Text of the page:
Lighting 102: Apparent Light Size

Abstract: It's not how big your light is, it's how big your light looks to your subject.

This is Gary. Gary is a snail. And he's beautifully lit by my friend Sara Lando. While babysitting Gary for a friend, Sara decided to actually build a miniature set and then photograph the snail in the style of Irving Penn. Because this is what creative people do in their spare time.

And pray tell, what beautifully soft light source is she using to subtly caress Gary and reveal his form?

Oh look, it's a bare speedlight:

How can this be? Aren't bare speedlights all hard and unflattering?

Not to Gary, because Gary is tiny. So to Gary, the speedlight actually looks pretty big. And when it comes to soft light, how big the light looks is what really matters. And how big a light looks is a function of the size of the light, and the distance from the subject to the light.

So for Gary, a bare speedlight—about three inches away—turns out to be a soft, flattering light source.

Could you light a person with a bare flash and get soft light? Yes... sort of. You can do it, but just not the whole person at once. More like, you could light their eyeball in a flattering way with a bare speedlight. Because a bare flash is gonna have to be an inch or two away from something to look like a soft light source. (To be clear, I do not recommend photographing eyeballs in this manner.)

And that is the whole thing in a nutshell: softness is not just about how big a light source is. It's all about how big the light source appears to the subject. Which is a function of both physical size and distance.

Is the Sun a Soft Light?

Direct, undiffused sunlight? Nope, the sun is not a flatteringly soft light source.

But it's big, right? Almost a million miles in diameter. That said, it is also almost 100 million miles away. So it appears to us as a hard light source.

Stick some clouds in font of it — way smaller, but waaay closer — and boom, soft light. It's all about how big the light source looks to the subject, from the perspective of the subject.

Is an Umbrella a Soft Light?

So what about our basic umbrella. Is it soft?

Yes it is, so long as you don't light from too far a distance. From 3 to 6 feet away, an average size photo umbrella looks pretty soft. It's softer when you are in closer, and harder when it is further away. From 18 inches away, an umbrella is downright magical:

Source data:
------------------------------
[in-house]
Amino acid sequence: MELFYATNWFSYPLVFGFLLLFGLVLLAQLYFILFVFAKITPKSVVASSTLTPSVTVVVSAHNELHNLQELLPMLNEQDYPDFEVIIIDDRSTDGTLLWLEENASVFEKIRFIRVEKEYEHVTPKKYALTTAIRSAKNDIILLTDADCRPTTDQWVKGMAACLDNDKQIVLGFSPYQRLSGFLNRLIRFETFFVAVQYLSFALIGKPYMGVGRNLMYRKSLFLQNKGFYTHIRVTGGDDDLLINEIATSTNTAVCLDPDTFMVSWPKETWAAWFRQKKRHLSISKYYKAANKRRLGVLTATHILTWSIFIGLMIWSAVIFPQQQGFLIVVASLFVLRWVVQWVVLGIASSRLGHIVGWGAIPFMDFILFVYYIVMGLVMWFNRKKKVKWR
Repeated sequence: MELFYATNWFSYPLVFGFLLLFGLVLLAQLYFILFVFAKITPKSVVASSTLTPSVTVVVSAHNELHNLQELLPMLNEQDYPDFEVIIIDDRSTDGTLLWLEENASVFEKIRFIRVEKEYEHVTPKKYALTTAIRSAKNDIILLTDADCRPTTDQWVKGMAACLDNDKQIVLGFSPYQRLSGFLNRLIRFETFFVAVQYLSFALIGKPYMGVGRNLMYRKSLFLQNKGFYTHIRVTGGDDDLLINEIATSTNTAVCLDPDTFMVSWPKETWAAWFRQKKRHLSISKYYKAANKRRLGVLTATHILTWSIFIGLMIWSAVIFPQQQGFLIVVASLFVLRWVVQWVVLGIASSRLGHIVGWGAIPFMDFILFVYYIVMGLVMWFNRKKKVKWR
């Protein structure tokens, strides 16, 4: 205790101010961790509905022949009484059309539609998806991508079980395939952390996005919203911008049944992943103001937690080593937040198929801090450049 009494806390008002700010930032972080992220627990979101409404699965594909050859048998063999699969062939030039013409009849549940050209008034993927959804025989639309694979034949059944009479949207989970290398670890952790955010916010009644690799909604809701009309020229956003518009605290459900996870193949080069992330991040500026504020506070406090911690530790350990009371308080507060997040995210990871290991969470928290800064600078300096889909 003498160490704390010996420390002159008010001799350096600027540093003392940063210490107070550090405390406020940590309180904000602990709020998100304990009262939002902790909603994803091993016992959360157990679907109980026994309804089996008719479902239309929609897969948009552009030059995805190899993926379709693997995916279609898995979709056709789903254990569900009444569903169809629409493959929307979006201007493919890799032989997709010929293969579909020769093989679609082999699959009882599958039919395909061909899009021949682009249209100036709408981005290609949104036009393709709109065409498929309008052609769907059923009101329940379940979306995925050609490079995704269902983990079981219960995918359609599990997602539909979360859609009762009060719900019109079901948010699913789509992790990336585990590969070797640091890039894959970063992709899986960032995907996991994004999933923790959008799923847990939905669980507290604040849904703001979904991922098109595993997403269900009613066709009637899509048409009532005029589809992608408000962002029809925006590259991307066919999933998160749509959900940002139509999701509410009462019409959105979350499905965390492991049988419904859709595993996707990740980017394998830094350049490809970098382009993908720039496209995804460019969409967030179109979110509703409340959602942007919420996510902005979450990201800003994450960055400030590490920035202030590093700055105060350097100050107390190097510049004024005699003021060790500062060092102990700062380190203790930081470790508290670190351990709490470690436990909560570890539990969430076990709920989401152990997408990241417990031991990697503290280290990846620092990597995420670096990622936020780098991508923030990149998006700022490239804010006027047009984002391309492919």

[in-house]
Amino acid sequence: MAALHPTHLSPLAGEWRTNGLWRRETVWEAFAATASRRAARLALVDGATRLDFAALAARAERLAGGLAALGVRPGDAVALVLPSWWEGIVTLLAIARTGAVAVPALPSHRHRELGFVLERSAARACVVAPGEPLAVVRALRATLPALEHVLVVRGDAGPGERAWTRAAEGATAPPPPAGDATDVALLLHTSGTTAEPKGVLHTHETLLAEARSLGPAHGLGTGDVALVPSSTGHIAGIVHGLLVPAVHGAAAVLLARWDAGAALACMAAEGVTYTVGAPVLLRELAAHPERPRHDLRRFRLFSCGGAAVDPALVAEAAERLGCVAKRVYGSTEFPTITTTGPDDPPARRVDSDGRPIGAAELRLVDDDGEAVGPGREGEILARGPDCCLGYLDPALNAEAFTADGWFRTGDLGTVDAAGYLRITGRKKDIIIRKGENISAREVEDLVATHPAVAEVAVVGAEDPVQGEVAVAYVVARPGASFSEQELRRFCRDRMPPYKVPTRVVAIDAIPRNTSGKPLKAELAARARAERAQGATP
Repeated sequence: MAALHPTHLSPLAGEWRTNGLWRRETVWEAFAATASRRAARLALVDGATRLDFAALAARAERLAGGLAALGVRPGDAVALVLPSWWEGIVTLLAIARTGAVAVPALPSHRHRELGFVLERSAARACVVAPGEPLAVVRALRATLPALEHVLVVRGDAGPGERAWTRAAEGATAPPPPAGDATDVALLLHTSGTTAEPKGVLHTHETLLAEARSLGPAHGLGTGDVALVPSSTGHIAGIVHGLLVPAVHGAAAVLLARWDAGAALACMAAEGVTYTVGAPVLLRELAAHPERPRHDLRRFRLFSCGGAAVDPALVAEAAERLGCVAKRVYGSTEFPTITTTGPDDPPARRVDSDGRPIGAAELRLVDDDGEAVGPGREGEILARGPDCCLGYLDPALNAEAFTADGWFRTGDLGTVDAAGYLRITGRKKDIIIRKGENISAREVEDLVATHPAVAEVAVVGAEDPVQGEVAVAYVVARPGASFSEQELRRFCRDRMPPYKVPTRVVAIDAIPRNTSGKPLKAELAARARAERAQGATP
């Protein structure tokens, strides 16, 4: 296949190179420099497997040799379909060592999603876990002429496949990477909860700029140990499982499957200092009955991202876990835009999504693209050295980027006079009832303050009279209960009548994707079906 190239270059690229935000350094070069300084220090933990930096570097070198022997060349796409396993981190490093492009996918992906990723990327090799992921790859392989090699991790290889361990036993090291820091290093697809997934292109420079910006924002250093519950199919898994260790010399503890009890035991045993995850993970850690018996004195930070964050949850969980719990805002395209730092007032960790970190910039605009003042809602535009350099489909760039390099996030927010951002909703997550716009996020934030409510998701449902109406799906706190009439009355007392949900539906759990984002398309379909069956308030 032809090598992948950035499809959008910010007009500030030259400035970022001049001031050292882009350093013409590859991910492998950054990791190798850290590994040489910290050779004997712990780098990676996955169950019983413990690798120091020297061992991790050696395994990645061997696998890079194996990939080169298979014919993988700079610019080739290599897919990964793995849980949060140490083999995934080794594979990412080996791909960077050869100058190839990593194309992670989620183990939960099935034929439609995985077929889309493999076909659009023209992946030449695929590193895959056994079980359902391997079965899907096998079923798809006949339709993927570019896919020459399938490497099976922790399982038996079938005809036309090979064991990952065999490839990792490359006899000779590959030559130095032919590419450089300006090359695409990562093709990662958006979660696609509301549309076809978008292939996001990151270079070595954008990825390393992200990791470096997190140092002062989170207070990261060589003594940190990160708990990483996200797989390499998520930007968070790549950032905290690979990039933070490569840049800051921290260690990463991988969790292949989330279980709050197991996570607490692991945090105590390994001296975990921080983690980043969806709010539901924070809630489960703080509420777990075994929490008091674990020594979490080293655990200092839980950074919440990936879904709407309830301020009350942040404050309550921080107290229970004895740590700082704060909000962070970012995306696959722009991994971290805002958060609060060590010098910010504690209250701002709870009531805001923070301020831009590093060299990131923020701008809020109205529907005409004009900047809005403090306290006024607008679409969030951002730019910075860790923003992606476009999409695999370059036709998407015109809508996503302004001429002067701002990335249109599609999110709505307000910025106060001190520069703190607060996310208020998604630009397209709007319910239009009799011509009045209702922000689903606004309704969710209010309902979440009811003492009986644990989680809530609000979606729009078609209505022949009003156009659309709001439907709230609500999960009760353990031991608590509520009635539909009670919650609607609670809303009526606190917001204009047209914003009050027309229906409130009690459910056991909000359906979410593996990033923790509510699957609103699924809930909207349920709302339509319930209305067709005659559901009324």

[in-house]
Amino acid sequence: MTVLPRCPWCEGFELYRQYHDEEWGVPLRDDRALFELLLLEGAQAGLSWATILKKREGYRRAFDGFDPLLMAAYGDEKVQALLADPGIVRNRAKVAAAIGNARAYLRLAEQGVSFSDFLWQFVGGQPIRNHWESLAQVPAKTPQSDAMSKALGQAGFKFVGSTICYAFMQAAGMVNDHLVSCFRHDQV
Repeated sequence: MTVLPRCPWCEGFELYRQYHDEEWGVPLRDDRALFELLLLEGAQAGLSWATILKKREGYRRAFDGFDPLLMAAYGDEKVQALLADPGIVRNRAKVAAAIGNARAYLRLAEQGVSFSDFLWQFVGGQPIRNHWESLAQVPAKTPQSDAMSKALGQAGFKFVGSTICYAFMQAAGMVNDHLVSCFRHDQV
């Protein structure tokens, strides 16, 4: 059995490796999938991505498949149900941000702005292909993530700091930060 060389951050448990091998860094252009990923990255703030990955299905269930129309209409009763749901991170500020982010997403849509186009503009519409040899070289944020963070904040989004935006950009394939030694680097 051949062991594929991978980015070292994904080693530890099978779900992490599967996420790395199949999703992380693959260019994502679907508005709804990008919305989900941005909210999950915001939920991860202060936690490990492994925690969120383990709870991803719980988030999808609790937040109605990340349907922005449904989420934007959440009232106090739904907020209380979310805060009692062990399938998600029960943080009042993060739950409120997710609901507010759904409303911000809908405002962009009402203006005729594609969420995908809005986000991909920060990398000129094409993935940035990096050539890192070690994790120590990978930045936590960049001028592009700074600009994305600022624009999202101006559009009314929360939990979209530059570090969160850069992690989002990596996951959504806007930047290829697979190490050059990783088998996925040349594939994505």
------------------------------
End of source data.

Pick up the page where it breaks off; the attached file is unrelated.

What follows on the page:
For very flattering headshots, some photographers will move the umbrella right up to the subject, until it starts to appear in the photo, then back it off just a bit. Remember when I said I did this a lot? That's why.

But what else happens when you move a light in close? It falls off more quickly, right? I also find that useful for headshots, to help me control my background.

And that is the equation you have to balance. Softness vs. evenness. Physics giveth, physics taketh away—or in this case, physics giveth twice.

No, actually make that thrice. But we are not there yet.

Can you have both softness and distance at once? Sure you can. Just crack open your wallet and spring for a giant Octa bank light source. Typically, they are circular (-ish, it's an octagon) and five or so feet across. But they cost a pretty penny, and they need much more flash power to make up for all of that diffusion and extra working distance.

Not to dispair. You can do a lot of cool stuff with your $30, 43" double-fold umbrella. It's great for shooting people.

And more good news: since you now know to fill your shadows to make them legible, you are not dependent on the failsafe look of an expensive Octa to create soft, nuanced light.

Controlling the falloff into the shadows (by setting that legibility floor) gives you all the control you need to make the less expensive version of soft light work for you.

Next, let's take a look at how to get both control and predictability with your soft light sources.

Next: Understanding Soft Light


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